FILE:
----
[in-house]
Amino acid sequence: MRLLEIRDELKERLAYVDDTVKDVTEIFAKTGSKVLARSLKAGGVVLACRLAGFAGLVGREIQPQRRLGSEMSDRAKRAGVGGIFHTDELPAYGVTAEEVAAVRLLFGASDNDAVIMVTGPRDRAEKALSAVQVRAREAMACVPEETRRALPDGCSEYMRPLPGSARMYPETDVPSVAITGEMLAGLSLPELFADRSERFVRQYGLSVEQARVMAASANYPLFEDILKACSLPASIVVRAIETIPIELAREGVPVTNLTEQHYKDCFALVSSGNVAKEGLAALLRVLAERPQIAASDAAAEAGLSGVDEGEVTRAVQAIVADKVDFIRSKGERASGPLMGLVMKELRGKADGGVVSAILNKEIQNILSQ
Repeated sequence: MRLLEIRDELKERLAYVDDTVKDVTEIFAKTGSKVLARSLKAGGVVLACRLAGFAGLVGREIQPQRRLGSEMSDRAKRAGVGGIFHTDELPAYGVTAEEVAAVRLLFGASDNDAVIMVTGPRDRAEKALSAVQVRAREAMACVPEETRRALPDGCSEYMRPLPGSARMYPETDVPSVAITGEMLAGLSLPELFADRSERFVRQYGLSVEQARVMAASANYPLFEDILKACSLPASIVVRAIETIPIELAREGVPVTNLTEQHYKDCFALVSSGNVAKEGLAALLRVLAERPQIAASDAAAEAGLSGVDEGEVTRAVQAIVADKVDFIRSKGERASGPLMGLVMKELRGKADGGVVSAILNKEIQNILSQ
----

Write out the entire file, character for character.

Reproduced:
[in-house]
Amino acid sequence: MRLLEIRDELKERLAYVDDTVKDVTEIFAKTGSKVLARSLKAGGVVLACRLAGFAGLVGREIQPQRRLGSEMSDRAKRAGVGGIFHTDELPAYGVTAEEVAAVRLLFGASDNDAVIMVTGPRDRAEKALSAVQVRAREAMACVPEETRRALPDGCSEYMRPLPGSARMYPETDVPSVAITGEMLAGLSLPELFADRSERFVRQYGLSVEQARVMAASANYPLFEDILKACSLPASIVVRAIETIPIELAREGVPVTNLTEQHYKDCFALVSSGNVAKEGLAALLRVLAERPQIAASDAAAEAGLSGVDEGEVTRAVQAIVADKVDFIRSKGERASGPLMGLVMKELRGKADGGVVSAILNKEIQNILSQ
Repeated sequence: MRLLEIRDELKERLAYVDDTVKDVTEIFAKTGSKVLARSLKAGGVVLACRLAGFAGLVGREIQPQRRLGSEMSDRAKRAGVGGIFHTDELPAYGVTAEEVAAVRLLFGASDNDAVIMVTGPRDRAEKALSAVQVRAREAMACVPEETRRALPDGCSEYMRPLPGSARMYPETDVPSVAITGEMLAGLSLPELFADRSERFVRQYGLSVEQARVMAASANYPLFEDILKACSLPASIVVRAIETIPIELAREGVPVTNLTEQHYKDCFALVSSGNVAKEGLAALLRVLAERPQIAASDAAAEAGLSGVDEGEVTRAVQAIVADKVDFIRSKGERASGPLMGLVMKELRGKADGGVVSAILNKEIQNILSQ